Navistar. failed to follow the in-use compliance requirements of the Verification Procedure for the DPX™ Catalyzed Soot Filter System. The company had sold more than 200 in California, with many installed on school buses in the San Diego County region, which should have triggered the required testing.
Illinois-based Navistar has agreed to follow all required procedures and paid $187,500 to the Air Pollution Control Fund to support air quality research, and $62,500 to the San Joaquin Valley Air Pollution Control District to clean up school bus fleets throughout the state.
Diesel exhaust contains a variety of harmful gases and more than 40 other known cancer-causing compounds. In 1998, California identified diesel particulate matter as a toxic air contaminant based on its potential to cause cancer, premature death and other health problems. Read more >
EPA Sues Navistar, Says Some 2010 Engines Were Illegal
By Tom Berg
Navistar Inc.’s 2009-2010 “transition” strategy for exhaust-emissions compliance has led to a lawsuit filed on Wednesday by the U.S. Environmental Protection Agency.
EPA claims 7,750 Navistar diesels sold in International trucks during 2010 were not true 2009 models, and without formal exemptions, they were illegal.
The suit is the latest development resulting from the company's tried but failed strategy to use a less costly method to meet emissions limits. It was temporarily helped by EPA in an emergency ruling that allowed continued production of the engines while Navistar continued to work on its technology. That ruling was challenged by competitors and thrown out by a federal judge. Read more >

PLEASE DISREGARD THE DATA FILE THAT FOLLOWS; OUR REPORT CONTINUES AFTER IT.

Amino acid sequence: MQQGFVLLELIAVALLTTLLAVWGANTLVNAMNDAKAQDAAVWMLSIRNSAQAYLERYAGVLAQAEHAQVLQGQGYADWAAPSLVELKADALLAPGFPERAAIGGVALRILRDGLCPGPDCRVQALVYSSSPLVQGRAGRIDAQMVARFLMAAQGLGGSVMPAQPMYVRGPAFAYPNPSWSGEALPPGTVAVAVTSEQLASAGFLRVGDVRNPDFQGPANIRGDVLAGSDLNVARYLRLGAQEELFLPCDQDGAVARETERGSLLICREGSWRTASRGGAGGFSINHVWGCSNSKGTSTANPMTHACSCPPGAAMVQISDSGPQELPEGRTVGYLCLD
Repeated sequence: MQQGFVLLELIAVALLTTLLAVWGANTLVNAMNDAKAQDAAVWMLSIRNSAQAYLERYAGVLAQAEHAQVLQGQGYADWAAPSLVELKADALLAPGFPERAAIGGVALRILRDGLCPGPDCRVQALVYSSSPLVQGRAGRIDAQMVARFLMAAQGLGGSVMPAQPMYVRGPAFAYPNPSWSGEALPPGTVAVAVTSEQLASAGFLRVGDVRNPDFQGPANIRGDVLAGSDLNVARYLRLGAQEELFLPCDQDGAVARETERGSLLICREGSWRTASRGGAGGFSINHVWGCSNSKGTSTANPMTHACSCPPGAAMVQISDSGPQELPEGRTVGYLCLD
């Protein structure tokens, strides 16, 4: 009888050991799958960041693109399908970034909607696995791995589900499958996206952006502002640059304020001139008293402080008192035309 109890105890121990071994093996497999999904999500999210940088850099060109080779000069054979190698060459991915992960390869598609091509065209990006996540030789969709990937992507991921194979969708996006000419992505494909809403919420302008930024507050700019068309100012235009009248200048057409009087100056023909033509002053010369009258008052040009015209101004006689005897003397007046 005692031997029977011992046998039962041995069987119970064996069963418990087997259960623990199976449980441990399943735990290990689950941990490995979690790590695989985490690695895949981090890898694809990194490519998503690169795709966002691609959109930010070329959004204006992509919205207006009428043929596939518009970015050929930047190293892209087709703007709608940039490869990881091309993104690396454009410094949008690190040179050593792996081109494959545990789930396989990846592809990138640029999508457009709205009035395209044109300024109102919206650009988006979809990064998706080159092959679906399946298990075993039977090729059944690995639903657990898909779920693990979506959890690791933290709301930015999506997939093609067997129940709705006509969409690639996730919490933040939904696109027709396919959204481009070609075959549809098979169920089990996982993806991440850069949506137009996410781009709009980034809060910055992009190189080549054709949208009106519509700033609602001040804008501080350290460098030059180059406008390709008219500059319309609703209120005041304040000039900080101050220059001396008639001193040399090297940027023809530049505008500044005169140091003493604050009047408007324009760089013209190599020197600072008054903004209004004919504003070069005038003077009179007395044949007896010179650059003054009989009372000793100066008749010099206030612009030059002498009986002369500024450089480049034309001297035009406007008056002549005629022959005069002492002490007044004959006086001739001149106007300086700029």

How to Get Started as an Owner Operator in the Trucking Industry
Written by SayCampusLife Admin
Being a truck driver offers plenty of benefits, including job security and competitive wages. But you can really boost your earning power by taking things to the next level by becoming an owner operator.
Develop a business plan. You’ll essentially be in business for yourself, so you’ll have to come up with a business plan pertinent to your niche, and determine your estimated cash flow, expenses, start-up costs, and so forth. Make sure this plan is thorough, as you’ll have to refer to it when you apply for financing to get your business up and running.
Identify the employment potential for owner operators in your area. Get in touch with the local industry and large firms that use owner operators. Search our website for employment opportunities with either a price or a bidding range offered. Make sure you can easily get a gig before you invest in your truck.
Buy the right truck you can afford. Identify the niche you’ll be in, and shop around for the appropriate truck. Scope out a number of dealers and financing options, and understand the type of maintenance that will be needed.
Buy insurance that will cover your vehicle. There is significant liability in the trucking industry, so you’ll have to make sure that the insurance policy you purchase will adequately cover your vehicle. The prices will range quite a bit, so make sure to take your time in the shopping process.